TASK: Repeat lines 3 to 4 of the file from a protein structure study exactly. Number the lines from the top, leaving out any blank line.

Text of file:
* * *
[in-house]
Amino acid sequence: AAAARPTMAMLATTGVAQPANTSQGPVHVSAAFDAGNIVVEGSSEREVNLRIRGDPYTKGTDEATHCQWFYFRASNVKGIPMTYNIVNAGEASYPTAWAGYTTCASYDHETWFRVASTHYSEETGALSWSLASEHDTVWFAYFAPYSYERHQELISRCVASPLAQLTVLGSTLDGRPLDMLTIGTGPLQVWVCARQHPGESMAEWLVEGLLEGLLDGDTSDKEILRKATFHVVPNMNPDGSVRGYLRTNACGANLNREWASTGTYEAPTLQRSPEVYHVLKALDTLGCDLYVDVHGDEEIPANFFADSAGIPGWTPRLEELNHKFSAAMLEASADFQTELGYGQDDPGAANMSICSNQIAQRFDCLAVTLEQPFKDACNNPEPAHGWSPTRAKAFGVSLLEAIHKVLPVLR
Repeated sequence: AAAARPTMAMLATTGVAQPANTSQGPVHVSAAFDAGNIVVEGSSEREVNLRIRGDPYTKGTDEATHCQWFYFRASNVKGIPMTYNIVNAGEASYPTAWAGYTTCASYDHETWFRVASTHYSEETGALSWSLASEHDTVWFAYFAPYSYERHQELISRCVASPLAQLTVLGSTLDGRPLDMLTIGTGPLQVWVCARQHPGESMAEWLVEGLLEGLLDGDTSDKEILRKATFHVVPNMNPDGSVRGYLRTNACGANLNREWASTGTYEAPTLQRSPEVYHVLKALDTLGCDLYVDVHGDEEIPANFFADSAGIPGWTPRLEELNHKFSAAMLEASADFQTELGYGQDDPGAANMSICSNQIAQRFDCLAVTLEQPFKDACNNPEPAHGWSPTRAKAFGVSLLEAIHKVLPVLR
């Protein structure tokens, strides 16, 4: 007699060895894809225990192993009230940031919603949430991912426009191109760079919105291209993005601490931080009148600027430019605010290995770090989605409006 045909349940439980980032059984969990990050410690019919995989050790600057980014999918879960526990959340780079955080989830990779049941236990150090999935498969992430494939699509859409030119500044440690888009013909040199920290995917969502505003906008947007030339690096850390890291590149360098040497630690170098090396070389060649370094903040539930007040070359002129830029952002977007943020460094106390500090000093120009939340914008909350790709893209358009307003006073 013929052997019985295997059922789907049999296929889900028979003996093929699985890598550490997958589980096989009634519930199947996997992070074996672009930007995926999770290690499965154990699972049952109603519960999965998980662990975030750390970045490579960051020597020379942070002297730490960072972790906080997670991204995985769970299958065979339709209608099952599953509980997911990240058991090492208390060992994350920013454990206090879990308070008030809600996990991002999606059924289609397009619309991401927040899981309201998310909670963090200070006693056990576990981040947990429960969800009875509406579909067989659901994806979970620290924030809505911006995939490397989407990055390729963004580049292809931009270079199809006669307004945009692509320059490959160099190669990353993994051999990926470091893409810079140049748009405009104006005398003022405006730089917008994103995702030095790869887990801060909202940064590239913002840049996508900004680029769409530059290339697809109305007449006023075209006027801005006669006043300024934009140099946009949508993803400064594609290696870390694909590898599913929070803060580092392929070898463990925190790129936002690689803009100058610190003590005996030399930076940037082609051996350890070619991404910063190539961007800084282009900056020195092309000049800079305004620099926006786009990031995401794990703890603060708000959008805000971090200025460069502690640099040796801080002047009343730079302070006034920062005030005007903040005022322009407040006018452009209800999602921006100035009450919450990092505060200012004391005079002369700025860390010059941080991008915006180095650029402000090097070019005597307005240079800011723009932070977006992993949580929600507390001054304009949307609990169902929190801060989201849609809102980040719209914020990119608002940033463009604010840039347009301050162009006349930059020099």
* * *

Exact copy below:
Repeated sequence: AAAARPTMAMLATTGVAQPANTSQGPVHVSAAFDAGNIVVEGSSEREVNLRIRGDPYTKGTDEATHCQWFYFRASNVKGIPMTYNIVNAGEASYPTAWAGYTTCASYDHETWFRVASTHYSEETGALSWSLASEHDTVWFAYFAPYSYERHQELISRCVASPLAQLTVLGSTLDGRPLDMLTIGTGPLQVWVCARQHPGESMAEWLVEGLLEGLLDGDTSDKEILRKATFHVVPNMNPDGSVRGYLRTNACGANLNREWASTGTYEAPTLQRSPEVYHVLKALDTLGCDLYVDVHGDEEIPANFFADSAGIPGWTPRLEELNHKFSAAMLEASADFQTELGYGQDDPGAANMSICSNQIAQRFDCLAVTLEQPFKDACNNPEPAHGWSPTRAKAFGVSLLEAIHKVLPVLR
């Protein structure tokens, strides 16, 4: 007699060895894809225990192993009230940031919603949430991912426009191109760079919105291209993005601490931080009148600027430019605010290995770090989605409006 045909349940439980980032059984969990990050410690019919995989050790600057980014999918879960526990959340780079955080989830990779049941236990150090999935498969992430494939699509859409030119500044440690888009013909040199920290995917969502505003906008947007030339690096850390890291590149360098040497630690170098090396070389060649370094903040539930007040070359002129830029952002977007943020460094106390500090000093120009939340914008909350790709893209358009307003006073 013929052997019985295997059922789907049999296929889900028979003996093929699985890598550490997958589980096989009634519930199947996997992070074996672009930007995926999770290690499965154990699972049952109603519960999965998980662990975030750390970045490579960051020597020379942070002297730490960072972790906080997670991204995985769970299958065979339709209608099952599953509980997911990240058991090492208390060992994350920013454990206090879990308070008030809600996990991002999606059924289609397009619309991401927040899981309201998310909670963090200070006693056990576990981040947990429960969800009875509406579909067989659901994806979970620290924030809505911006995939490397989407990055390729963004580049292809931009270079199809006669307004945009692509320059490959160099190669990353993994051999990926470091893409810079140049748009405009104006005398003022405006730089917008994103995702030095790869887990801060909202940064590239913002840049996508900004680029769409530059290339697809109305007449006023075209006027801005006669006043300024934009140099946009949508993803400064594609290696870390694909590898599913929070803060580092392929070898463990925190790129936002690689803009100058610190003590005996030399930076940037082609051996350890070619991404910063190539961007800084282009900056020195092309000049800079305004620099926006786009990031995401794990703890603060708000959008805000971090200025460069502690640099040796801080002047009343730079302070006034920062005030005007903040005022322009407040006018452009209800999602921006100035009450919450990092505060200012004391005079002369700025860390010059941080991008915006180095650029402000090097070019005597307005240079800011723009932070977006992993949580929600507390001054304009949307609990169902929190801060989201849609809102980040719209914020990119608002940033463009604010840039347009301050162009006349930059020099």